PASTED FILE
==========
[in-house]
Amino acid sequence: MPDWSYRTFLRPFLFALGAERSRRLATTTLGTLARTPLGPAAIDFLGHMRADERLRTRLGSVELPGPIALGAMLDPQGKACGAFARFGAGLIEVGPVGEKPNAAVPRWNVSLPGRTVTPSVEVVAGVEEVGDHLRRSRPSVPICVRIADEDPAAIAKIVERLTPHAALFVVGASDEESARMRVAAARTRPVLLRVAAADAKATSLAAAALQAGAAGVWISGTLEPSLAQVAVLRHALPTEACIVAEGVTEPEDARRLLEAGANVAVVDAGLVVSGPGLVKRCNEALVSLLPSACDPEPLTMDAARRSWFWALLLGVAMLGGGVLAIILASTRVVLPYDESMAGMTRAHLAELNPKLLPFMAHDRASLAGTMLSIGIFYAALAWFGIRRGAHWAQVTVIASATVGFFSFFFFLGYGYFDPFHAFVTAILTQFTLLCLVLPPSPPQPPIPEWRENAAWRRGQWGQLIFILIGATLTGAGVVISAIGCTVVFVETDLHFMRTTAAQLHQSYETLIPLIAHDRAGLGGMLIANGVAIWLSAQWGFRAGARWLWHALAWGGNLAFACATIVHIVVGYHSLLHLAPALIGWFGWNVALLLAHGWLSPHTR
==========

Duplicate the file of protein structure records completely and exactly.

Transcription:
[in-house]
Amino acid sequence: MPDWSYRTFLRPFLFALGAERSRRLATTTLGTLARTPLGPAAIDFLGHMRADERLRTRLGSVELPGPIALGAMLDPQGKACGAFARFGAGLIEVGPVGEKPNAAVPRWNVSLPGRTVTPSVEVVAGVEEVGDHLRRSRPSVPICVRIADEDPAAIAKIVERLTPHAALFVVGASDEESARMRVAAARTRPVLLRVAAADAKATSLAAAALQAGAAGVWISGTLEPSLAQVAVLRHALPTEACIVAEGVTEPEDARRLLEAGANVAVVDAGLVVSGPGLVKRCNEALVSLLPSACDPEPLTMDAARRSWFWALLLGVAMLGGGVLAIILASTRVVLPYDESMAGMTRAHLAELNPKLLPFMAHDRASLAGTMLSIGIFYAALAWFGIRRGAHWAQVTVIASATVGFFSFFFFLGYGYFDPFHAFVTAILTQFTLLCLVLPPSPPQPPIPEWRENAAWRRGQWGQLIFILIGATLTGAGVVISAIGCTVVFVETDLHFMRTTAAQLHQSYETLIPLIAHDRAGLGGMLIANGVAIWLSAQWGFRAGARWLWHALAWGGNLAFACATIVHIVVGYHSLLHLAPALIGWFGWNVALLLAHGWLSPHTR